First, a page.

Two categories are fairly interesting: Education and Young People. Both have declined a bit over the past three years. The Education spend has dropped around $2m, which seems to have been driven by a reduction in grants to primary and secondary schools: something I have explored previously with Rata Foundation’s strategic changes. There have also been some big grants earlier with capital works: good old school pools sink some serious money, and any school lucky enough to still have a school pool will have had a big fundraising task post earthquake.
The decline in Youth funding is interesting, dropping by almost $3m. Much of this is driven by some real capex going into the sector rather than some reductions in funding for operating costs.
But the biggie here is of course Sport, which clocked over $20m last year. This was driven by $3m ($2m from Lotteries and $1m from NZCT) grant to Nga Puna Wai, so there’s some good news for us beleaguered ratepayers!
We can then break down sports by code. Some has gone to capital items, such as new tennis courts or bowls club rooms, while a fair bit goes to opex: cricket balls, uniforms, coaching costs. We can see this with the average grant, which sits at $11,400.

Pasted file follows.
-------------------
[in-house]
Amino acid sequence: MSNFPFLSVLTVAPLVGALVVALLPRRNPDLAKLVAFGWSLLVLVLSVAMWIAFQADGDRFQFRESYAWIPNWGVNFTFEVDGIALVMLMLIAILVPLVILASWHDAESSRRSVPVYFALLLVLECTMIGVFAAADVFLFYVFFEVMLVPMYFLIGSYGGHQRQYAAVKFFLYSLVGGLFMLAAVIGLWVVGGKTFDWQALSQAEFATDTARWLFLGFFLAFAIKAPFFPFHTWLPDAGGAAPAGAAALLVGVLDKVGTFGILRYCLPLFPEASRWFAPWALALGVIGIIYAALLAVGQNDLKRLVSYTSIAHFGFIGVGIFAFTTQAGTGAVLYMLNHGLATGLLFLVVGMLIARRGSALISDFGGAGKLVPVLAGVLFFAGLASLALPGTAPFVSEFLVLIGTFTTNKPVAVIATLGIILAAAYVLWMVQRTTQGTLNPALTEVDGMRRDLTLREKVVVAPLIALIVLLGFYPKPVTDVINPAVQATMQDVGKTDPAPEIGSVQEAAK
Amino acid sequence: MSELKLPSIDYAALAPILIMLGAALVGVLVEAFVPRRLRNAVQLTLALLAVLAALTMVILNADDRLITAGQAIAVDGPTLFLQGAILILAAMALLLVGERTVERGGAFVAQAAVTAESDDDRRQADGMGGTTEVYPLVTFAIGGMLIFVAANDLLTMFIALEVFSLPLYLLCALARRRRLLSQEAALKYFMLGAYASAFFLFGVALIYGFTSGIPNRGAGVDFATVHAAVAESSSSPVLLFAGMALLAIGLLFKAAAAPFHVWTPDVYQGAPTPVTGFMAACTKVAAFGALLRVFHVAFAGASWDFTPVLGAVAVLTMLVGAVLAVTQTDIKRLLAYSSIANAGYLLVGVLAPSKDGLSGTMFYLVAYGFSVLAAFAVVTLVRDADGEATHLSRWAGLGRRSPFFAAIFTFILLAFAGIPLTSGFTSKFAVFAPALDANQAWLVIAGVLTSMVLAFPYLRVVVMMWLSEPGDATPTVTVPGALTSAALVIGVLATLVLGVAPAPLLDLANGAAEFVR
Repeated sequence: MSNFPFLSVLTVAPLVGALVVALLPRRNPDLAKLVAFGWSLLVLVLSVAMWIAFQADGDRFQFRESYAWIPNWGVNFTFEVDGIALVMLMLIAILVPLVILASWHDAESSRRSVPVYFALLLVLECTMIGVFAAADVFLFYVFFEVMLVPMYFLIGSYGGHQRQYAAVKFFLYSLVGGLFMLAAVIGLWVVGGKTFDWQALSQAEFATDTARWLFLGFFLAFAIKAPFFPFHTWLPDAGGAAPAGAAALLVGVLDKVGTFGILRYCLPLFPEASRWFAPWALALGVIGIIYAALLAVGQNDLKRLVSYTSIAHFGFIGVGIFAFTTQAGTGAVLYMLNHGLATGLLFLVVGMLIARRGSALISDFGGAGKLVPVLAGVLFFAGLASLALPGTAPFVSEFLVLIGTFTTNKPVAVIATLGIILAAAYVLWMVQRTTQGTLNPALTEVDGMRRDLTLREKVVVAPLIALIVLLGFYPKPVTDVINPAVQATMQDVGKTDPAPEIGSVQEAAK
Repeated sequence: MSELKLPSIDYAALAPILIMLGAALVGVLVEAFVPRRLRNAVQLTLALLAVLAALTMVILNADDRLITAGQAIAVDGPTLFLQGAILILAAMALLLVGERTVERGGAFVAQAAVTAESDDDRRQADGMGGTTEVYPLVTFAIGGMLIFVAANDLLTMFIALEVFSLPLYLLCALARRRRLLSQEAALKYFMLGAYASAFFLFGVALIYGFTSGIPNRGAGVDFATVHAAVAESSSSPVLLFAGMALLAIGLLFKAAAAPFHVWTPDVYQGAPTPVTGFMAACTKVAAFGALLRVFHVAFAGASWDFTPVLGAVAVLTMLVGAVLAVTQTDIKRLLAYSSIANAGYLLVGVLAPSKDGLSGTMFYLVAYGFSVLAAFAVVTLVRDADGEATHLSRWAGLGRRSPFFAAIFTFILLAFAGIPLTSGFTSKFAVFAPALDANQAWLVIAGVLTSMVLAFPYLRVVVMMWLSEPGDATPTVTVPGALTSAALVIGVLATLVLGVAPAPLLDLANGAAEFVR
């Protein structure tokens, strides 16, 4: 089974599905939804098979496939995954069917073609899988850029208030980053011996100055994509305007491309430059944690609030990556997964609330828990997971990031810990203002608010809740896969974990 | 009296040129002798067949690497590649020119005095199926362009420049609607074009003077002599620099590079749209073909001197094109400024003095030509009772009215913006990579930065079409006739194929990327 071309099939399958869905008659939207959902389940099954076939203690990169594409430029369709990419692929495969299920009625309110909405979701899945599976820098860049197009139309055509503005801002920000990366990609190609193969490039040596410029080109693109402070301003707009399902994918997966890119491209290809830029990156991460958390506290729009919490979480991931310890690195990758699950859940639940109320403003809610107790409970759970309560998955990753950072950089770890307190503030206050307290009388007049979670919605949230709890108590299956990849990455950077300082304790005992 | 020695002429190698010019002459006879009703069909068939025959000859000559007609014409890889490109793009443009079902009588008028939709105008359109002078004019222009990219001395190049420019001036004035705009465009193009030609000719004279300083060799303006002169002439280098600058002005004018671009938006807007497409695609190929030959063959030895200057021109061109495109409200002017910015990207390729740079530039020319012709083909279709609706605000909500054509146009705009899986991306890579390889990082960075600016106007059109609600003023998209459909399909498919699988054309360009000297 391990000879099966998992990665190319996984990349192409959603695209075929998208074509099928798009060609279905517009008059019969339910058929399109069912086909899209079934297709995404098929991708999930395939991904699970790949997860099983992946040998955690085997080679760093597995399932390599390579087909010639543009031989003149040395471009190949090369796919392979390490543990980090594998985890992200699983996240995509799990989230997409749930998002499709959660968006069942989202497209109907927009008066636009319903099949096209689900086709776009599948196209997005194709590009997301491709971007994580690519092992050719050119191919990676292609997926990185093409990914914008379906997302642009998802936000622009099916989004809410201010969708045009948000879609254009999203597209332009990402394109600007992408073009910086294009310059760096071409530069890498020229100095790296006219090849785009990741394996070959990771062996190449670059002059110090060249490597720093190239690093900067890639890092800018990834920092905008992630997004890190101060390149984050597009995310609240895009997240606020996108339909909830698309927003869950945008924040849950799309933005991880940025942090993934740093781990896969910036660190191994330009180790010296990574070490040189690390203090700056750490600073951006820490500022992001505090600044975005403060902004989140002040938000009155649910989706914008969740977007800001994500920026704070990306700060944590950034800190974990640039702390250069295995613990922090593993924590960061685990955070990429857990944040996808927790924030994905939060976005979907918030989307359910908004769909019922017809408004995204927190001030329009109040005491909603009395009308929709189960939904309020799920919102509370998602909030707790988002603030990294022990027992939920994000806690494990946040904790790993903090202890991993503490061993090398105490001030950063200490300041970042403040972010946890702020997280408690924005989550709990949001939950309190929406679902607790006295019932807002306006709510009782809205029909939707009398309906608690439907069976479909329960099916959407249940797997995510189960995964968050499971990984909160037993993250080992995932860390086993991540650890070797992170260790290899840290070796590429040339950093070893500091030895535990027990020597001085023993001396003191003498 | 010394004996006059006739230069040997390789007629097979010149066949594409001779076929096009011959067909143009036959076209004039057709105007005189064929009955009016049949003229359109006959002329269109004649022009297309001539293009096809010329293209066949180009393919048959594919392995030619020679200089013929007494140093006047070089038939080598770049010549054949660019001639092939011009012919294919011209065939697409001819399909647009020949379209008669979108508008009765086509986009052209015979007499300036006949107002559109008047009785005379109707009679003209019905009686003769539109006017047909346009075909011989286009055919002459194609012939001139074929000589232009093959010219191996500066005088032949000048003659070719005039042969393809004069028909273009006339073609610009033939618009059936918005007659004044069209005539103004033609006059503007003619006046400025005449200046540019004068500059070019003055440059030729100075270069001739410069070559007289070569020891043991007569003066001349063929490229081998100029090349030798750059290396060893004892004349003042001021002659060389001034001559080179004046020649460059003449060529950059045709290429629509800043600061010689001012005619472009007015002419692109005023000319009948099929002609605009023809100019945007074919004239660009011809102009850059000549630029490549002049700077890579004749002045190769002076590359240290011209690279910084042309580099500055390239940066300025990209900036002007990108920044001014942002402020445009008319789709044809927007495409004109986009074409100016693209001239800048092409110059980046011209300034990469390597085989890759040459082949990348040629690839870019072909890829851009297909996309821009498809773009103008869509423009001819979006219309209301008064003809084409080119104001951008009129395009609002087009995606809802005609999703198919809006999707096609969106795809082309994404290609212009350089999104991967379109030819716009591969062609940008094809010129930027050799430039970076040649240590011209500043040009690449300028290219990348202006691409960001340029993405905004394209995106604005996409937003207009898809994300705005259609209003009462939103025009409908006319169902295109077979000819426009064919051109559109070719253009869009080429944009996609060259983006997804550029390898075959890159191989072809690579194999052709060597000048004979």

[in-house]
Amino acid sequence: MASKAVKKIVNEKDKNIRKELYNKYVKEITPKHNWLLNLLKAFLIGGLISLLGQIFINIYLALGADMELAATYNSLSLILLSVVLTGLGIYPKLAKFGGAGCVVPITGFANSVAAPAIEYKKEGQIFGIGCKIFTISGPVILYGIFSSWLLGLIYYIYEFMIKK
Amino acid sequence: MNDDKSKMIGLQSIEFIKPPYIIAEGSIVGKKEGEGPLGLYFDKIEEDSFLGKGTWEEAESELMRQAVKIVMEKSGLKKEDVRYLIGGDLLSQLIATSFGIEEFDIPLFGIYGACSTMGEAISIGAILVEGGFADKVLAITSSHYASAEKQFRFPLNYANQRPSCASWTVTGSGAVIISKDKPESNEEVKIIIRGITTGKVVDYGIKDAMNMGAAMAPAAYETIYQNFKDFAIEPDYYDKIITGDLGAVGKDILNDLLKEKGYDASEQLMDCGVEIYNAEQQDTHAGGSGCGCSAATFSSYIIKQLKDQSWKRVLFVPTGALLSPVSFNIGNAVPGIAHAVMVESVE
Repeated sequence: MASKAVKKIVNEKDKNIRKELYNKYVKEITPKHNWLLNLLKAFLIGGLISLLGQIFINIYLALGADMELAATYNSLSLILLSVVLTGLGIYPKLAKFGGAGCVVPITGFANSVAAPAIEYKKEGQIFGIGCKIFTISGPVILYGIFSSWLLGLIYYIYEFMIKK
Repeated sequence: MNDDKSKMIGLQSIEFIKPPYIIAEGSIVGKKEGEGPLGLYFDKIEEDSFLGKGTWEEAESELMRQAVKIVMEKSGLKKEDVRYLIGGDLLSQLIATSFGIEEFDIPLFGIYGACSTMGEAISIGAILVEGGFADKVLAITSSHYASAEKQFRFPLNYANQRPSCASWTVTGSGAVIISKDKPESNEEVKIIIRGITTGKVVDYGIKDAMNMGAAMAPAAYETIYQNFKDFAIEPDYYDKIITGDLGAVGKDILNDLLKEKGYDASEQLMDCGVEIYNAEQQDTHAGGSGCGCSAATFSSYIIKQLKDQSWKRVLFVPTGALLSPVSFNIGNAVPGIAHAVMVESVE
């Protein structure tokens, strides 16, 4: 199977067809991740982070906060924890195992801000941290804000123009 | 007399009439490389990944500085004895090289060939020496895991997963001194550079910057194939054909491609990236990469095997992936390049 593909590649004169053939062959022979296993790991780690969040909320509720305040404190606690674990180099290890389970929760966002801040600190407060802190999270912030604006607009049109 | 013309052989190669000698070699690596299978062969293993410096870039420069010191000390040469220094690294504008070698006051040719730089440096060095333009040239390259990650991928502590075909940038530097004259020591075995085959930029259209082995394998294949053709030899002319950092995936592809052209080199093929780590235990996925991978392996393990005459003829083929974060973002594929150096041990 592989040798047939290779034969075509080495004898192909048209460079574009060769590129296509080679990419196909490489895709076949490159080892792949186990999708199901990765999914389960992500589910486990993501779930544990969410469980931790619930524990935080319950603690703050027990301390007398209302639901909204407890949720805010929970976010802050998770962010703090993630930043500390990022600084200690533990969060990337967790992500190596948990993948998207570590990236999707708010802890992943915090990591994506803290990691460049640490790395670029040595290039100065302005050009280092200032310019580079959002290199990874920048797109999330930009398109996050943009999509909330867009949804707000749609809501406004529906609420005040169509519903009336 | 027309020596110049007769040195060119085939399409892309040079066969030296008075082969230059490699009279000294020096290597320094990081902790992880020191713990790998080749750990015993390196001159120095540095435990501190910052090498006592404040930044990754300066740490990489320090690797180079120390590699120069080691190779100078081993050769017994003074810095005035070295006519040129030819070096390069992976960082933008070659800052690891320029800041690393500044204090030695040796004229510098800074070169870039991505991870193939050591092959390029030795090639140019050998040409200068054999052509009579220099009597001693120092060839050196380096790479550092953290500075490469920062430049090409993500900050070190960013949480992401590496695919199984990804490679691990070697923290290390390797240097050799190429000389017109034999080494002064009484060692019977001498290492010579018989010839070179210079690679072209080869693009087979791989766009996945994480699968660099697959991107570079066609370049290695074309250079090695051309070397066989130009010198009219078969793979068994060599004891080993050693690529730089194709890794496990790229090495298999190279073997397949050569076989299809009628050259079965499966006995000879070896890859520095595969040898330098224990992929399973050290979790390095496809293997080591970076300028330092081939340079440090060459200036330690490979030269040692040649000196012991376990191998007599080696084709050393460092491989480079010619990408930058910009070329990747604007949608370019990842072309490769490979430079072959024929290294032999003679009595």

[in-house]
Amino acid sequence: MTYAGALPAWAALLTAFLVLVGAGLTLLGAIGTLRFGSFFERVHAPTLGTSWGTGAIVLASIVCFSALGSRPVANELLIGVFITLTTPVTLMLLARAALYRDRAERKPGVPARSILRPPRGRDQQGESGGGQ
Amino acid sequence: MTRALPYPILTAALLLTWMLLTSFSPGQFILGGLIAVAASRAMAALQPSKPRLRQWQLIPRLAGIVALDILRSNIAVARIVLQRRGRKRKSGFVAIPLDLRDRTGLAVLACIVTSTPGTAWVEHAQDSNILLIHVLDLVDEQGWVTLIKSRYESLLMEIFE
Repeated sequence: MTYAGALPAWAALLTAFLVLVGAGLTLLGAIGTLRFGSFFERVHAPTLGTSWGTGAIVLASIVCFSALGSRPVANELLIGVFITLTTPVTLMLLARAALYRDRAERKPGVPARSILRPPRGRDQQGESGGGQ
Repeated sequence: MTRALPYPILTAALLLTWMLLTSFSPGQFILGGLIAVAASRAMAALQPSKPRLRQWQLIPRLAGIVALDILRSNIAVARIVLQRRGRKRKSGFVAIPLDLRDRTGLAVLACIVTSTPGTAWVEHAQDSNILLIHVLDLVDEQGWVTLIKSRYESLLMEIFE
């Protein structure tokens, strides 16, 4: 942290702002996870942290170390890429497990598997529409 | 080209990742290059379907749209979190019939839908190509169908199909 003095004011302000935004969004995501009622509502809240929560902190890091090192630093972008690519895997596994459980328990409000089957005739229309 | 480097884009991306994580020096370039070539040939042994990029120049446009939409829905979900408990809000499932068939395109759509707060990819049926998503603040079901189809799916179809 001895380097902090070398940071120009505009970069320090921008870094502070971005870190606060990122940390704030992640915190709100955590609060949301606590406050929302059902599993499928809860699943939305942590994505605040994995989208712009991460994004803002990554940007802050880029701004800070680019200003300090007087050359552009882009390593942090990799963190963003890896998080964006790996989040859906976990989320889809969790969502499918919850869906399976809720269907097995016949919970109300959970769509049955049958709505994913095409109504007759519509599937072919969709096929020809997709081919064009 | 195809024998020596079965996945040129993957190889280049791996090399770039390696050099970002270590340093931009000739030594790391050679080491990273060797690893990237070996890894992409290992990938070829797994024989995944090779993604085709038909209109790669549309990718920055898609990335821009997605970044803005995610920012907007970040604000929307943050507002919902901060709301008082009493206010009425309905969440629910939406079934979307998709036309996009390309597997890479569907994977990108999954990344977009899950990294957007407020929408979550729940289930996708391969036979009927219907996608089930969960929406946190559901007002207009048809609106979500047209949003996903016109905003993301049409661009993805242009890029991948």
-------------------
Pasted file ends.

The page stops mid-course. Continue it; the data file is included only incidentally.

Horse Racing is interesting, trebling in three years, albeit off a fairly small base. All this money has come from gaming trusts, mostly the Air Rescue and TTCF. It will be interesting to keep an eye on this particularly around the growth in stakes.
The Environment category needs a bit of a microscope to see the low amounts going into that sector. However, I have not included ECan’s grants in this work: they say they put around $1m into this space per annum. They do have some funding available, but from my couch its hard to see how much and where it goes. Part of my “modus operandi” is around openness and transparency and if its too hard to find then sadly it doesn’t make the cut. And actually this is a comment I need to make around family trusts too: there now seems less information on where they are putting their money. All fine as they have no legal obligations around this, but when they proport to be relevant leaders in grant making, then perhaps this trend needs reconsideration.
The chart below is quite interesting too. This shows a breakdown of sector by funder type for three years of data (2015 – 2017). Not surprisingly, gaming trusts dominate in sports (many do have sport as their primary criteria), but they do participate in all other sectors. Community Trusts and local bodies give to everyone as well, a decision that, if they thought about it, they could reconsider. After all, there are plenty of grant makers. They do not need to be all things to all people.